From lack of knowing what ornithologists call the birds that nested in our neighbour’s eaves, splashed in our birdbath, crapped on our deck and sang in our elm and maple trees, we dubbed them Jerry Lewis birds. Linda and I named them that because of their large fanciful repertoire of odd whistles, tweets, coos, hoots, squeaks and throaty gurgles. At times, it sounded like they were chuckling to themselves. Sometimes I’d whistle two or three notes a few times and the Jerry Lewis birds would try to imitate them, or so it seemed. They definitely meowed like the neighbourhood cats and imitated the squeaky hinge on our neighbour’s backdoor. We expected the next thing they’d say is “Hey Lay Dee!”
They have a distinctive appearance. Their feathers are black and iridescent purples, greens and blues with hints of paler shades depending on the light. The plumage is sometimes speckled with white spots around the head, neck and belly. The bill changes from yellow to dark brown in the fall. Compared to the little sparrows that shared the nesting area, Jerry Lewis birds are aggressive.
By sheer luck, I found out what these critters are called. I had come across a book called Manitoba Birds and opened it, coincidentally to the picture of our noisy backyard bird. It was the European starling, not a bird native to North America but an introduced specie. The story of how European starlings came here makes them even more worthy of the name Jerry Lewis birds.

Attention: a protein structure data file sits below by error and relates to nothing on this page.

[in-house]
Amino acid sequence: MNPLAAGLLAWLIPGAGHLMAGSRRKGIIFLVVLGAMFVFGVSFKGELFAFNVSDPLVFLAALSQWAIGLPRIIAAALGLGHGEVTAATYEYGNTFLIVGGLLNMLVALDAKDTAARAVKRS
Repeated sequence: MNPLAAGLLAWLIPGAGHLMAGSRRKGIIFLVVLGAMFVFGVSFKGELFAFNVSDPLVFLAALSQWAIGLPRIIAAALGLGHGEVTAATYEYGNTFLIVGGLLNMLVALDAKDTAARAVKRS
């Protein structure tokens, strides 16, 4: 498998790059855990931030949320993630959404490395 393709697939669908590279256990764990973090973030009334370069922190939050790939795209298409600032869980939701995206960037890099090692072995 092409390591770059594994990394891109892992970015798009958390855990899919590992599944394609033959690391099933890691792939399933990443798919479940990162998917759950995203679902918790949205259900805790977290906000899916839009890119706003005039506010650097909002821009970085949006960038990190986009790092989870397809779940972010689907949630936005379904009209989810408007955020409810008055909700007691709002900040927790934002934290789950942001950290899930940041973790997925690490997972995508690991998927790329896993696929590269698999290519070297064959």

They were brought here under the silliest pretext, one borne out of human ignorance and hubris. Late in the 1800s, there was a group in New York City called the Acclimatization Society whose aim was to introduce into North America all the birds mentioned in Shakespeare’s writings, a frivolous plan at best, a disaster for indigenous species at worst.
About 60 European starlings were released in Central Park in 1890 and 1891. Since then the offspring of those 60 birds have spread to every corner of the continent. So successful have they been at adapting to their new environs that in the northeastern United States, they often flock in such large numbers they become a nuisance.
One of the disasters of European starlings is they are cavity-nesting birds and will aggressively take nesting sites away from native birds. European starlings will nest near people in cities, towns and farms or in forests and clearings. They can produce two or three batches of young every year, ensuring their numbers remain high and continue to disadvantage other birds.
So the exotic bird we thought was a fun-loving entertainer that mimics other birds, cats and environmental sounds – I’m sure I’ve heard them imitate the two-note stoplight beeps that help disabled people cross the street – is an invader, a usurper stealing food and nests from native birds.
“Hey Lay Dee!”